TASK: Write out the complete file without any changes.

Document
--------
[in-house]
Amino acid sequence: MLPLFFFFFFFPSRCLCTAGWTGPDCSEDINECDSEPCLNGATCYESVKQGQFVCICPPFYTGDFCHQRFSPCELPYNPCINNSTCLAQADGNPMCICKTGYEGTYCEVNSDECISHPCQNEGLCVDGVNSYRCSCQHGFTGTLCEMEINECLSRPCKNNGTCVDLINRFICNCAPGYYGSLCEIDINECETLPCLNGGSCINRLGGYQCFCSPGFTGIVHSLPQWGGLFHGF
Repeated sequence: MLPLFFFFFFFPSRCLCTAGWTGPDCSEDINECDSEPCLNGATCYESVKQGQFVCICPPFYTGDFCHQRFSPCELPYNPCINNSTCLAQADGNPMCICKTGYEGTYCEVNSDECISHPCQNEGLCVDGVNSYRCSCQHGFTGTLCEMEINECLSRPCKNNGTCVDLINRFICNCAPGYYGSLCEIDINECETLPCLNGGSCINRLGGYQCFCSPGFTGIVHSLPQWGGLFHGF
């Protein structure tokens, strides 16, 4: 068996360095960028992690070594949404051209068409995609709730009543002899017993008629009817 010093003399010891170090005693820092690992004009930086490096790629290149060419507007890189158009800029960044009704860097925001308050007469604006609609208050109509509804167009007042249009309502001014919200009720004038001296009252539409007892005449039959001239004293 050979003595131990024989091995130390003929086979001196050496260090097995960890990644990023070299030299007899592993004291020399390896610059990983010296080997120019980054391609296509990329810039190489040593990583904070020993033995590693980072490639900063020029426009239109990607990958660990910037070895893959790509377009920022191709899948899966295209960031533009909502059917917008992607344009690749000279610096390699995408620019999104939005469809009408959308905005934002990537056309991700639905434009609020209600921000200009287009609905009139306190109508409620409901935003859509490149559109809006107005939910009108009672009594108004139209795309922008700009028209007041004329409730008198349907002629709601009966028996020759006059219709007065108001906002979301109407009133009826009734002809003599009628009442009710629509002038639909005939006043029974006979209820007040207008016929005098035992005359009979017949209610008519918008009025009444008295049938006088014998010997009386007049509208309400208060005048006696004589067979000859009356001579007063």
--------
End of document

[in-house]
Amino acid sequence: MLPLFFFFFFFPSRCLCTAGWTGPDCSEDINECDSEPCLNGATCYESVKQGQFVCICPPFYTGDFCHQRFSPCELPYNPCINNSTCLAQADGNPMCICKTGYEGTYCEVNSDECISHPCQNEGLCVDGVNSYRCSCQHGFTGTLCEMEINECLSRPCKNNGTCVDLINRFICNCAPGYYGSLCEIDINECETLPCLNGGSCINRLGGYQCFCSPGFTGIVHSLPQWGGLFHGF
Repeated sequence: MLPLFFFFFFFPSRCLCTAGWTGPDCSEDINECDSEPCLNGATCYESVKQGQFVCICPPFYTGDFCHQRFSPCELPYNPCINNSTCLAQADGNPMCICKTGYEGTYCEVNSDECISHPCQNEGLCVDGVNSYRCSCQHGFTGTLCEMEINECLSRPCKNNGTCVDLINRFICNCAPGYYGSLCEIDINECETLPCLNGGSCINRLGGYQCFCSPGFTGIVHSLPQWGGLFHGF
């Protein structure tokens, strides 16, 4: 068996360095960028992690070594949404051209068409995609709730009543002899017993008629009817 010093003399010891170090005693820092690992004009930086490096790629290149060419507007890189158009800029960044009704860097925001308050007469604006609609208050109509509804167009007042249009309502001014919200009720004038001296009252539409007892005449039959001239004293 050979003595131990024989091995130390003929086979001196050496260090097995960890990644990023070299030299007899592993004291020399390896610059990983010296080997120019980054391609296509990329810039190489040593990583904070020993033995590693980072490639900063020029426009239109990607990958660990910037070895893959790509377009920022191709899948899966295209960031533009909502059917917008992607344009690749000279610096390699995408620019999104939005469809009408959308905005934002990537056309991700639905434009609020209600921000200009287009609905009139306190109508409620409901935003859509490149559109809006107005939910009108009672009594108004139209795309922008700009028209007041004329409730008198349907002629709601009966028996020759006059219709007065108001906002979301109407009133009826009734002809003599009628009442009710629509002038639909005939006043029974006979209820007040207008016929005098035992005359009979017949209610008519918008009025009444008295049938006088014998010997009386007049509208309400208060005048006696004589067979000859009356001579007063």